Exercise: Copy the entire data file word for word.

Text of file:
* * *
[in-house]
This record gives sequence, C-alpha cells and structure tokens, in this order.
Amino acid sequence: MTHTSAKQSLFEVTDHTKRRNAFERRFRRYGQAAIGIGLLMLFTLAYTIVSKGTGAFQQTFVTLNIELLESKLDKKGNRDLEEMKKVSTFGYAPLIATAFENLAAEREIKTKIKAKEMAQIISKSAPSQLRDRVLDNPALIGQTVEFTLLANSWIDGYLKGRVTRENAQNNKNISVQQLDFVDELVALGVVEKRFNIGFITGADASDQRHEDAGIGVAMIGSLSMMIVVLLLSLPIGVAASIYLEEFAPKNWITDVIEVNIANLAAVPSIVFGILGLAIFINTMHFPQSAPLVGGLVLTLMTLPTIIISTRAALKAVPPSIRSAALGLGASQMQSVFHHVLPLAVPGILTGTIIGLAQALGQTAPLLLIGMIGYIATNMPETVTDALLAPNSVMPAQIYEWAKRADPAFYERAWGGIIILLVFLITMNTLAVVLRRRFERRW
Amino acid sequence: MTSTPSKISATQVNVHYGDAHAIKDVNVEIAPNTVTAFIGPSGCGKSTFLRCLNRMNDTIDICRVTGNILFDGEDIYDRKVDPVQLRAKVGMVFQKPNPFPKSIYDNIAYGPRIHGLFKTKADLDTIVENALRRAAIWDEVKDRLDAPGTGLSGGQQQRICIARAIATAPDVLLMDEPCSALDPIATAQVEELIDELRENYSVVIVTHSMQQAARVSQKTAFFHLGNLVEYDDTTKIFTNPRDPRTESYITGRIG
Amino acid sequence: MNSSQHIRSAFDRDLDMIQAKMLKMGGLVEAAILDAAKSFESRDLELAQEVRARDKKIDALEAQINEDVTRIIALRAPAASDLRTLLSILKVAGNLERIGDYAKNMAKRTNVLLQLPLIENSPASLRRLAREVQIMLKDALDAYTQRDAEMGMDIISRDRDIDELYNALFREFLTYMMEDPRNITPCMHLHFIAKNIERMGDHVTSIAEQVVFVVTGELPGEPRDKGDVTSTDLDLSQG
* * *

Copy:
[in-house]
This record gives sequence, C-alpha cells and structure tokens, in this order.
Amino acid sequence: MTHTSAKQSLFEVTDHTKRRNAFERRFRRYGQAAIGIGLLMLFTLAYTIVSKGTGAFQQTFVTLNIELLESKLDKKGNRDLEEMKKVSTFGYAPLIATAFENLAAEREIKTKIKAKEMAQIISKSAPSQLRDRVLDNPALIGQTVEFTLLANSWIDGYLKGRVTRENAQNNKNISVQQLDFVDELVALGVVEKRFNIGFITGADASDQRHEDAGIGVAMIGSLSMMIVVLLLSLPIGVAASIYLEEFAPKNWITDVIEVNIANLAAVPSIVFGILGLAIFINTMHFPQSAPLVGGLVLTLMTLPTIIISTRAALKAVPPSIRSAALGLGASQMQSVFHHVLPLAVPGILTGTIIGLAQALGQTAPLLLIGMIGYIATNMPETVTDALLAPNSVMPAQIYEWAKRADPAFYERAWGGIIILLVFLITMNTLAVVLRRRFERRW
Amino acid sequence: MTSTPSKISATQVNVHYGDAHAIKDVNVEIAPNTVTAFIGPSGCGKSTFLRCLNRMNDTIDICRVTGNILFDGEDIYDRKVDPVQLRAKVGMVFQKPNPFPKSIYDNIAYGPRIHGLFKTKADLDTIVENALRRAAIWDEVKDRLDAPGTGLSGGQQQRICIARAIATAPDVLLMDEPCSALDPIATAQVEELIDELRENYSVVIVTHSMQQAARVSQKTAFFHLGNLVEYDDTTKIFTNPRDPRTESYITGRIG
Amino acid sequence: MNSSQHIRSAFDRDLDMIQAKMLKMGGLVEAAILDAAKSFESRDLELAQEVRARDKKIDALEAQINEDVTRIIALRAPAASDLRTLLSILKVAGNLERIGDYAKNMAKRTNVLLQLPLIENSPASLRRLAREVQIMLKDALDAYTQRDAEMGMDIISRDRDIDELYNALFREFLTYMMEDPRNITPCMHLHFIAKNIERMGDHVTSIAEQVVFVVTGELPGEPRDKGDVTSTDLDLSQG